I get asked many times what package I use, and my answer is typically the same: anything I can get my hands on. The key to design is not the package, but the content. Unfortunately (or fortunately) there has never been a computer package that can properly encapsulate design ideas. The best tool of this is a pencil and paper. If you start with a package, you're never going to properly investigate your ideas, and find out which one works. It's really the same argument as reading a book against reading text from a computer screen. Books are one of the most portable devices ever created, and you can virtually move from any part of the content to any other part, in a matter of seconds.
I'm not a very good drawer, but here's an example of the sketches I have made for the CNDS page design:
The scan of the page can be quickly enhanced by selecting Adjust Color->Autolevels to give:
I think, for the book design, that the final one works best (the one where the book is standing up). Once the design has been selected, it can be enhanced and integrated into the final design. You can see that it would have been difficult to enhance the graphic, and try out ideas, using a computer package.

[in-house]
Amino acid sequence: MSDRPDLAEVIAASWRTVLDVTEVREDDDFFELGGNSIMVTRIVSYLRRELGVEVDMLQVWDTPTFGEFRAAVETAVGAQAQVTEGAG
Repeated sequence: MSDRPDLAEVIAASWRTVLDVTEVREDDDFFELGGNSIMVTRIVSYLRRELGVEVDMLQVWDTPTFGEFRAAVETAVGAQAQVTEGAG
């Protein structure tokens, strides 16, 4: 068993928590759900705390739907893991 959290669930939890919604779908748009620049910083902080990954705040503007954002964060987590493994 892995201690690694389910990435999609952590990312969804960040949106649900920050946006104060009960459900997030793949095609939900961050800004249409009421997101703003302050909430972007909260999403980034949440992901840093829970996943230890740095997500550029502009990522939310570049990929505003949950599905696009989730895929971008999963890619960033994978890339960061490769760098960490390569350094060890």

A clever trick is to add a little bit of colour to the scanned images of pencil sketches. This is achieved, in Photoshop, with Image->Adjust-Variations. The following shows the addition of green, blue and red. Which one do you prefer? Well it really all depends on the place that the graphic would be placed, but I personally prefer the green one.
So does it work when it is reduced in size? Well there's only one way to find out. Here are three different versions using the green version of the graphic (remember the graphic is still in a very rough form, but it'll allow us to try different layouts):
I think that the first one works best for the position of the graphic, but the second one works best for the position of the links. So the final design could look something like:
And for the module information.
If we merge the two:
So what have we achieved here? Well this article should have given you some
basic ideas on how you could draft your content on paper,
first, and then try out a few ideas, before you finalise your
design. A key in design, though, is to observe your content
over time, and see if your eye becomes tired of the design.
If so, don't use it. Over time you should learn the good and bad
tips, but there is no real definitive techniques that will work
for every type of presentation. In fact if you do not experiment
with your graphic elements you designs may start to look a little
too much everyone else's work, which might be fine if your trying
to sell soap powder, but not very good if you're trying to innovate